It may be a good marketing move for an artist to invite comparisons to Van Morrison, Nick Drake and Richard Thompson. The only problem is that people will then, go figure, compare you to Van Morrison, Nick Drake and Richard Thompson. So before you take that leap, be sure you can measure up. Fortunately for Chicago singer-songwriter Ryley Walker, the title track of his new album, “Primrose Green,” is one of those shimmeringly perfect folk-rock tunes that only comes along every dozen years or so. (It easily stands next to Morrison’s “Moondance,” despite being nothing like it.) “Primrose Green” earns your good will and carries it through the rest of the album, which, while less blindingly beautiful, is still mighty fine. Walker’s guitar playing is the chief hero here; he’s pretty much a wizard, with the kind of confident adroitness and facility for improvisation you’d expect in a player twice his age (he’s twenty-five). His melodies and chord changes are equally topflight. His lyrics, however… let’s just say Morrison and Thompson don’t need to worry about the young turk snapping at their heels just yet. His imagery and turns of phrase tend to the prosaic; time and experience may improve him, but in the meantime he’s largely rescued by his style of singing—similar to Morrison’s, and perhaps deliberately borrowed from him—which relies on grunts, growls, and guttural trills. It’s actually kind of entrancing to listen to—in the tune “Sweet Satisfaction,” he almost approaches a kind of jazz scatting—but I’ll be damned if I can understand more than a few words of what he’s singing. (A clearly affected British accent doesn’t help.) But I shouldn’t kvetch; Walker’s clearly one of the city’s most promising up-and-comers. We should give him all the support we’ve got, so that he never leaves us. And you have two chances to do so in the coming week: he plays the Pitchfork Festival’s Blue Stage on Friday afternoon, but I’m guessing more people will be able to catch his Official Pitchfork Afterparty gig late Saturday night. Also on the bill: Viet Cong. (Robert Rodi)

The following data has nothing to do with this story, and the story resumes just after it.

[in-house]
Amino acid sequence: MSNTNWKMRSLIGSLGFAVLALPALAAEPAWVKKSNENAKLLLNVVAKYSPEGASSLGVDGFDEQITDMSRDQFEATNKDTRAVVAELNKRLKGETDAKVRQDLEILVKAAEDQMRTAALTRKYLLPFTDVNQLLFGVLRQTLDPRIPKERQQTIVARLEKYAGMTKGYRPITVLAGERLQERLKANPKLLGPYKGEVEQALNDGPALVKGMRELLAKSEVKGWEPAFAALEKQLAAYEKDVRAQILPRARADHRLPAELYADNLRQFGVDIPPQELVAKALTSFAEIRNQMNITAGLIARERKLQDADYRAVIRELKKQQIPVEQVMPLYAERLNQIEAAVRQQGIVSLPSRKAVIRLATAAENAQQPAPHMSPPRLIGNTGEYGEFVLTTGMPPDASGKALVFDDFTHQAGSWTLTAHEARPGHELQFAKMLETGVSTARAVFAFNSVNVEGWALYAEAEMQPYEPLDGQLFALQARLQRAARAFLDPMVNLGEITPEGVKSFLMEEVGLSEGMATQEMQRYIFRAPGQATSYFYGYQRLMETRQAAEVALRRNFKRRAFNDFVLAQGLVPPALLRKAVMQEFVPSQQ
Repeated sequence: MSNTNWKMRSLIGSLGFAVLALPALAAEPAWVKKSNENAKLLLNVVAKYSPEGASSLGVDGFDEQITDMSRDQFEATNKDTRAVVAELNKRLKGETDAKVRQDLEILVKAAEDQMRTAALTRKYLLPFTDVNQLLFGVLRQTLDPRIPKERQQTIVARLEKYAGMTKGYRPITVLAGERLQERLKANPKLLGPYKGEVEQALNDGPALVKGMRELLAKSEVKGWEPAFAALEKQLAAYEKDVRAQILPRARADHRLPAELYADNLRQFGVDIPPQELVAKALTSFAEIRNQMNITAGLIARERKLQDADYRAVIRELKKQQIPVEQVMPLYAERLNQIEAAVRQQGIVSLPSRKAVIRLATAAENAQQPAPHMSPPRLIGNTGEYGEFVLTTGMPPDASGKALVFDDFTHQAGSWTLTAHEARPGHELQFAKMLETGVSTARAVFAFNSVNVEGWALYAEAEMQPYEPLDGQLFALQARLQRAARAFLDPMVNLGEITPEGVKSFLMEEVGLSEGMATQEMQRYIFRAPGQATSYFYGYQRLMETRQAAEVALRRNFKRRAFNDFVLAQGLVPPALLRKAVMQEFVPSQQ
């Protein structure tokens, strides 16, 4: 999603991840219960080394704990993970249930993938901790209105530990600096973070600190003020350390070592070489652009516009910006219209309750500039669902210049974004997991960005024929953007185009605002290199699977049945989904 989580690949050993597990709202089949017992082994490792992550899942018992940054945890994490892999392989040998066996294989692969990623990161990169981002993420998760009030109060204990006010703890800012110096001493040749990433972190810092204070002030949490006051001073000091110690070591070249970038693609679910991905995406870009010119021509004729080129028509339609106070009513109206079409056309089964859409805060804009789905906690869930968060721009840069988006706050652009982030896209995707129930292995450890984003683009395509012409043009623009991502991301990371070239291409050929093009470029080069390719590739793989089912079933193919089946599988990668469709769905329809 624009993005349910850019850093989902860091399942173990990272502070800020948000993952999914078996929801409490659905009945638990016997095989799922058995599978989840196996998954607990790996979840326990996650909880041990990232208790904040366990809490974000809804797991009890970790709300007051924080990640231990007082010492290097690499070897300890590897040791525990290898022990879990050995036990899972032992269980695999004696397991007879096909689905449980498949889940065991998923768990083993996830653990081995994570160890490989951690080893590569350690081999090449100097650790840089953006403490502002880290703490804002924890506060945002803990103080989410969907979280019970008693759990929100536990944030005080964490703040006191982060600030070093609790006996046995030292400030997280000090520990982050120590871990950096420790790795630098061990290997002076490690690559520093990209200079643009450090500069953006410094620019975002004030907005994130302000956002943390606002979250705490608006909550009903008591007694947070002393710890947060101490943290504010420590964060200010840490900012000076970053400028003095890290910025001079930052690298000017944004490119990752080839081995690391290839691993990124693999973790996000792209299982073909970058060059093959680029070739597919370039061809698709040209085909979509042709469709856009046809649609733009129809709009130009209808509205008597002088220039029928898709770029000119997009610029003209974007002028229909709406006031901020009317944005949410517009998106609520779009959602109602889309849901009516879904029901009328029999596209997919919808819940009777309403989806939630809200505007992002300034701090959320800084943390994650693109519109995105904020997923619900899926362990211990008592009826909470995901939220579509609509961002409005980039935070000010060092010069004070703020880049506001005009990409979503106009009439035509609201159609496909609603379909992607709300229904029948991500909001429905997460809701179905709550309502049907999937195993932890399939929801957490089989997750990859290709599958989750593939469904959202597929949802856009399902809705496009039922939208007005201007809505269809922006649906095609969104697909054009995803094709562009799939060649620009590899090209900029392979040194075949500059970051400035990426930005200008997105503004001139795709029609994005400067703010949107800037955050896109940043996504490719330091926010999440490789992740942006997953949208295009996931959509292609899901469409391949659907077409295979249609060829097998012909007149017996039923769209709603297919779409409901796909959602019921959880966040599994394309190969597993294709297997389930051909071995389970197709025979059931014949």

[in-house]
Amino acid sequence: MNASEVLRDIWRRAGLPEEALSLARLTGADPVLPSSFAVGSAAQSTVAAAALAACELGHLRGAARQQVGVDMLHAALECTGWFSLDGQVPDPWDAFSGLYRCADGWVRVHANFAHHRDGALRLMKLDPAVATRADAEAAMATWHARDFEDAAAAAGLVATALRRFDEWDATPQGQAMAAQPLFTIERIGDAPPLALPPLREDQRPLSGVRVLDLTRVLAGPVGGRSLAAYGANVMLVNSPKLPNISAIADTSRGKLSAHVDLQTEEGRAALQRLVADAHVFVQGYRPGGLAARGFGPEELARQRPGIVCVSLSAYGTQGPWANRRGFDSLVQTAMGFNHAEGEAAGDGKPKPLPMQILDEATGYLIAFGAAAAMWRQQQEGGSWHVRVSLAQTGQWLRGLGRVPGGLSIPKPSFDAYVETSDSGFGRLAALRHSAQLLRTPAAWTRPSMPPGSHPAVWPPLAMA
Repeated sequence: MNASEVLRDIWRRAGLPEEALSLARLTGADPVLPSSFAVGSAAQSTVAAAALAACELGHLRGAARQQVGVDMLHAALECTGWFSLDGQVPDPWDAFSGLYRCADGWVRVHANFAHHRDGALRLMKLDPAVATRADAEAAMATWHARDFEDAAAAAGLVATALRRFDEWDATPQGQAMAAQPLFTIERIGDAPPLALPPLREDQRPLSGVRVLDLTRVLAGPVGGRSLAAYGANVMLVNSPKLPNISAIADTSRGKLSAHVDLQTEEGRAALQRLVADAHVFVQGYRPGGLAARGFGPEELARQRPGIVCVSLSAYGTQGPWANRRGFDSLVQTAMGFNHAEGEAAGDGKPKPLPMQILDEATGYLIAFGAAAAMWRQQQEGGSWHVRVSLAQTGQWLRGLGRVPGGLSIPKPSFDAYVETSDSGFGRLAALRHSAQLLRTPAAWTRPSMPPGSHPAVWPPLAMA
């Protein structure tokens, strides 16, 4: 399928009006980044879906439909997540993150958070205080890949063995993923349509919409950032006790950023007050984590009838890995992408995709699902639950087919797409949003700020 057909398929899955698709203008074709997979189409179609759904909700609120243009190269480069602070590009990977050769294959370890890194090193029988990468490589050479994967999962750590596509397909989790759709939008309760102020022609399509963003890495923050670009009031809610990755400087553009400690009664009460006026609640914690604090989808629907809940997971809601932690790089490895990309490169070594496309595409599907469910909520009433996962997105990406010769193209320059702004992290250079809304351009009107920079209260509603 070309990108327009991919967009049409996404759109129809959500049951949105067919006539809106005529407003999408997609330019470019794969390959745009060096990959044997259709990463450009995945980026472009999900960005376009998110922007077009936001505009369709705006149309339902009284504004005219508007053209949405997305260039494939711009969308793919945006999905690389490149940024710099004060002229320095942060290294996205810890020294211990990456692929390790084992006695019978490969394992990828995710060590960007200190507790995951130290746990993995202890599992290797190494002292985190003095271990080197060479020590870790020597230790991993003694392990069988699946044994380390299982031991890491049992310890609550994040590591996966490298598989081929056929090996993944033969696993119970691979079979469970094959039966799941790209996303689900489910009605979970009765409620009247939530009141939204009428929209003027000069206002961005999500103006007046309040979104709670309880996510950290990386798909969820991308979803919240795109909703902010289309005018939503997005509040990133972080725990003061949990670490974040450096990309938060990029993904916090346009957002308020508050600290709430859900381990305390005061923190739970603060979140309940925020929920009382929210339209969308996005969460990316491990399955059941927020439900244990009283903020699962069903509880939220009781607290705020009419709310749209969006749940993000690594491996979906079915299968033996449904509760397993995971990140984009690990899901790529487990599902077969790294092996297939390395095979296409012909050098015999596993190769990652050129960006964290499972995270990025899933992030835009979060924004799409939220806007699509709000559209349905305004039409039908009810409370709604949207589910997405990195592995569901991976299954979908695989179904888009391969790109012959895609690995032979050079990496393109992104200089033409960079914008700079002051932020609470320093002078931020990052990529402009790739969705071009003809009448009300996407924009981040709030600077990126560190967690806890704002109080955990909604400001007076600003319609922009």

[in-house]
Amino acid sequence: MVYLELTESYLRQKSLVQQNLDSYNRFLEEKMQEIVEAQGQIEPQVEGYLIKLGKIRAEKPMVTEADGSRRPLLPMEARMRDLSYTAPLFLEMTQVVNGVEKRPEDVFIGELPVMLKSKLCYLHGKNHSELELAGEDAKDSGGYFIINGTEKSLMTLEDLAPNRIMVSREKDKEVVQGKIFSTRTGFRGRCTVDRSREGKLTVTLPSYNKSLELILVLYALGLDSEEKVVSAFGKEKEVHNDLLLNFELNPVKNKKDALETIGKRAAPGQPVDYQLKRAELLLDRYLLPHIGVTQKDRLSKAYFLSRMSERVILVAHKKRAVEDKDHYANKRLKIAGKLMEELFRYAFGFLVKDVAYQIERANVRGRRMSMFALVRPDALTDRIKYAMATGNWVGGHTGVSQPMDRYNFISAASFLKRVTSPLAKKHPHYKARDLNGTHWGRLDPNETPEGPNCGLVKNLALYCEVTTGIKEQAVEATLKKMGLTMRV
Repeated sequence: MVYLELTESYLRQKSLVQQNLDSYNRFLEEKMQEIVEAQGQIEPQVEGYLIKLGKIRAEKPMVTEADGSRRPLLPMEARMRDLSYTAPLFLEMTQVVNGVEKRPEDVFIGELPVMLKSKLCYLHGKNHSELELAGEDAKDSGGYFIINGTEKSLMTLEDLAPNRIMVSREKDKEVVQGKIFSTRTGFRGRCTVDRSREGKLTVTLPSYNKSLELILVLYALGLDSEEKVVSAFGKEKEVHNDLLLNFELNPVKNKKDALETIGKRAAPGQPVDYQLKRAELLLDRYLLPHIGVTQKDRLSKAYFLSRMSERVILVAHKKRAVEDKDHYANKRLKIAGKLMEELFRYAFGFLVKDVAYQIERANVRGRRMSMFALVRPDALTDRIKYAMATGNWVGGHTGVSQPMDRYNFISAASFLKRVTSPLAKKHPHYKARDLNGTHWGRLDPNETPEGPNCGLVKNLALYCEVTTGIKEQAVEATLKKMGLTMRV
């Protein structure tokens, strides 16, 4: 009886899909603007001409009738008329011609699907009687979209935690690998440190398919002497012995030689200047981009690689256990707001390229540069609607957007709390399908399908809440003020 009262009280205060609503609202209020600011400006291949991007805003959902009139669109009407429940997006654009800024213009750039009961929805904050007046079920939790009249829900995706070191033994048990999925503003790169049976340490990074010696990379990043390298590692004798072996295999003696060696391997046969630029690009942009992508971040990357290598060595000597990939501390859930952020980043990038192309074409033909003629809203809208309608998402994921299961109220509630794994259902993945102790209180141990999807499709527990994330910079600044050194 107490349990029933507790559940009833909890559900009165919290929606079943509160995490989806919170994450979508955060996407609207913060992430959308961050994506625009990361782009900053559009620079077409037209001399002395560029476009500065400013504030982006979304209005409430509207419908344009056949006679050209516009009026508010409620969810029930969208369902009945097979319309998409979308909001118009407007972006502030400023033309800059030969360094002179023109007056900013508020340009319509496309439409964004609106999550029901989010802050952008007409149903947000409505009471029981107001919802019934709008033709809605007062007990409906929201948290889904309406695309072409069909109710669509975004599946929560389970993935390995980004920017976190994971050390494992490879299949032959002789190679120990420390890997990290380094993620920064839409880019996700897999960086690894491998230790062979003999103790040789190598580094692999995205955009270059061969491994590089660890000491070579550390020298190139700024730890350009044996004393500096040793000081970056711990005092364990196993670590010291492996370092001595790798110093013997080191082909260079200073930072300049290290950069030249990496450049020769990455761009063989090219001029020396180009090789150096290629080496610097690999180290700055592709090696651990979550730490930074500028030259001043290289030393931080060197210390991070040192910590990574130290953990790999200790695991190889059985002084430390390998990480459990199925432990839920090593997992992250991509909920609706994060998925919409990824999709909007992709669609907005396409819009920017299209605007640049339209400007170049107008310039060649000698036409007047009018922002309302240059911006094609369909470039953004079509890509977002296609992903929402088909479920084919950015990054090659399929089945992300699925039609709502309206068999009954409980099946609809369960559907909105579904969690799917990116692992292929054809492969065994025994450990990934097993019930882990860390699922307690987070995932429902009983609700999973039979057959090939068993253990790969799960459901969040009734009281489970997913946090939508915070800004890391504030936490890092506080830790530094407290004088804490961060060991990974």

July 18 at Subterranean, 2011 West North, (773)278-6600, $14. 17+.
Robert Rodi is an author, spoken-word performer and musician who has served as Newcity’s Music Editor since 2014. He’s written more than a dozen books, including the travel memoir “Seven Seasons In Siena,” and his literary and music criticism has appeared in the Los Angeles Times, the Chicago Tribune, Salon, The Huffington Post and many other national and regional publications.